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Calories Burned: Ascent Vs. Flat Running

by
author image Hailey Richardson
Raised in rural Wisconsin, Hailey Richardson specializes in health, wellness and fitness. She has covered healthy living for newsletters and websites, and volunteered with several health-and-wellness programs for children. Richardson holds a Bachelor of Science in health promotion and nutrition from the University of Wisconsin-Stevens Point.
Calories Burned: Ascent Vs. Flat Running
A man and woman are running outside. Photo Credit Jupiterimages/Stockbyte/Getty Images

Why is America obsessed with running? For some, its tiresome, stressful, boring and painful. But to many, running is exhilarating, peaceful and healthy. Anyone can be a runner, and that’s the beauty of it. All you need is determination, a good pair of shoes and some facts. The difference between ascent and flat running can be the difference of hundreds of calories burned.

Overview

Running, either uphill or flat, is powerful physical exertion that produces many positive health benefits. These include increasing HDL, or good cholesterol, decreasing high blood pressure, decreasing body fat, reducing stress, fighting heart disease and reducing the risks of many types of cancers.

Ascent vs. Flat

The "Journal of Applied Physiology" refers to ascent running as an upward incline or slant. Inclines on treadmills, mountains, hiking trails and hills are examples. "Flat running" is running on level surfaces such as streets, indoor/outdoor tracks and parks, or on a treadmill with zero incline. If you run uphill at the exact same speed as running on a flat surface, sheer force of gravity will cause more resistance and require more energy.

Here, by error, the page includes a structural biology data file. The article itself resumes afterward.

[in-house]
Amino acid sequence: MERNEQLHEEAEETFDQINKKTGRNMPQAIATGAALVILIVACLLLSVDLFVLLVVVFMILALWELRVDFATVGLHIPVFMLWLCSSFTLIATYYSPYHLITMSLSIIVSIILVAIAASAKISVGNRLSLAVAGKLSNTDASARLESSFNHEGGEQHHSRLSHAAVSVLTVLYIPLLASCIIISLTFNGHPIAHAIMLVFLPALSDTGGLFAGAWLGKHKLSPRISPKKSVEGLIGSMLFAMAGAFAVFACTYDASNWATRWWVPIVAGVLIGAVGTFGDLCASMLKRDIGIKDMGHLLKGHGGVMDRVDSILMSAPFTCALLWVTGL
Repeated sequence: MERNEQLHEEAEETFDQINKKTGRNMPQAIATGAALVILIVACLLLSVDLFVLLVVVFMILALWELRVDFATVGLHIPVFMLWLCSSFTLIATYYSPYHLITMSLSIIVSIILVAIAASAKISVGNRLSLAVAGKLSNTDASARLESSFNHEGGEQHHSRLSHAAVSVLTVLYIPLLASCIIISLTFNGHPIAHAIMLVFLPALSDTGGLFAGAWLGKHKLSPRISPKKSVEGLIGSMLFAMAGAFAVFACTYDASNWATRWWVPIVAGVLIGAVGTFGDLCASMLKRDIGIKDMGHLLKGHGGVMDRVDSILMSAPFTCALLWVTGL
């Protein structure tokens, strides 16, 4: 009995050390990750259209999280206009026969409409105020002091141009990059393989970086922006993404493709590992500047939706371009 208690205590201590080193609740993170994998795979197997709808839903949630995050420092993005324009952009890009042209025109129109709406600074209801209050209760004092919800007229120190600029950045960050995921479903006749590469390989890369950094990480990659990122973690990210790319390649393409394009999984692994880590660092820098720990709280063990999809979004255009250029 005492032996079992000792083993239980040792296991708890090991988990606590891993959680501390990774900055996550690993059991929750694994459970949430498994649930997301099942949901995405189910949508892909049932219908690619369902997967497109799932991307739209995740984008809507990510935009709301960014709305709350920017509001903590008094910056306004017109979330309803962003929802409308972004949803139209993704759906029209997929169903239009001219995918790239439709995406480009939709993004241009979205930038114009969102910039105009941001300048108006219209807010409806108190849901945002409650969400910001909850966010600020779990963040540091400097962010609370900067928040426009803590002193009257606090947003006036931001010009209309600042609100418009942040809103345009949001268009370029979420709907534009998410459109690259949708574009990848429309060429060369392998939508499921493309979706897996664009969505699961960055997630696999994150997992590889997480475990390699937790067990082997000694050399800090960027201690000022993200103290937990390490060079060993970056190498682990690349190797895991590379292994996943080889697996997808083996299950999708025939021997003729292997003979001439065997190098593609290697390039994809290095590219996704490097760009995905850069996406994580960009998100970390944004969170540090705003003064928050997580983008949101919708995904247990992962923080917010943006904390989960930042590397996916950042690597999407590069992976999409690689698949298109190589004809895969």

Calories

A running guru and author to dozens of sports medicine books, Sam Murphy says "a very broad guideline to the number of calories expanded through running is 100 calories per mile." The number of calories burned while running is either increased or decreased by speed, intensity and time. Murphy gives an example: A 130-pound women running at a relaxed 10-minute mile pace will burn roughly 100 calories per mile, but running uphill at that same pace will burn 200 more calories. Running uphill, you have gravity against you, causing increased resistance. Running uphill also produces 20 percent more activation of muscle fibers.

Bottom Line

Running uphill will generally burn more calories, but with proper technique, running on a flat surface can produce an equal calorie burn. Resistance and interval training are two methods to achieve this. Adding weights such as ankle, wrist, waist or a hand weights will contribute to excess calorie burn. You can also increase resistance by adding a small parachute. Interval training is probably the most effective way to match calories burned from uphill running. Short, explosive sprints with rest intervals between activate more muscle fibers and increase energy output.

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